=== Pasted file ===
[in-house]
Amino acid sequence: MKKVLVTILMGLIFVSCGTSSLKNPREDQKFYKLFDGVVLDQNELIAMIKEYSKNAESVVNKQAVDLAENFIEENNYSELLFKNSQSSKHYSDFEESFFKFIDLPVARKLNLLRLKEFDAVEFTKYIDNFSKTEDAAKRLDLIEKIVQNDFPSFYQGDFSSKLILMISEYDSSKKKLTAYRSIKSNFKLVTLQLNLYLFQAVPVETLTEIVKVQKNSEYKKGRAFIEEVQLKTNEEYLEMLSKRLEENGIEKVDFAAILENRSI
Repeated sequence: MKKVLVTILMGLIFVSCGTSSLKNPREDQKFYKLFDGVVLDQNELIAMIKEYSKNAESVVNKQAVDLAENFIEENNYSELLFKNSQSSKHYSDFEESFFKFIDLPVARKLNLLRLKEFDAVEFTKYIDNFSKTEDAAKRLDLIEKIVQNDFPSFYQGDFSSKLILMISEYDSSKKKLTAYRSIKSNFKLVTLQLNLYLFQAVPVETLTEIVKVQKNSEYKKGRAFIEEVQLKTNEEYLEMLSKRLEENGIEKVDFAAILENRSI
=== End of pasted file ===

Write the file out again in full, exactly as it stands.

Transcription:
[in-house]
Amino acid sequence: MKKVLVTILMGLIFVSCGTSSLKNPREDQKFYKLFDGVVLDQNELIAMIKEYSKNAESVVNKQAVDLAENFIEENNYSELLFKNSQSSKHYSDFEESFFKFIDLPVARKLNLLRLKEFDAVEFTKYIDNFSKTEDAAKRLDLIEKIVQNDFPSFYQGDFSSKLILMISEYDSSKKKLTAYRSIKSNFKLVTLQLNLYLFQAVPVETLTEIVKVQKNSEYKKGRAFIEEVQLKTNEEYLEMLSKRLEENGIEKVDFAAILENRSI
Repeated sequence: MKKVLVTILMGLIFVSCGTSSLKNPREDQKFYKLFDGVVLDQNELIAMIKEYSKNAESVVNKQAVDLAENFIEENNYSELLFKNSQSSKHYSDFEESFFKFIDLPVARKLNLLRLKEFDAVEFTKYIDNFSKTEDAAKRLDLIEKIVQNDFPSFYQGDFSSKLILMISEYDSSKKKLTAYRSIKSNFKLVTLQLNLYLFQAVPVETLTEIVKVQKNSEYKKGRAFIEEVQLKTNEEYLEMLSKRLEENGIEKVDFAAILENRSI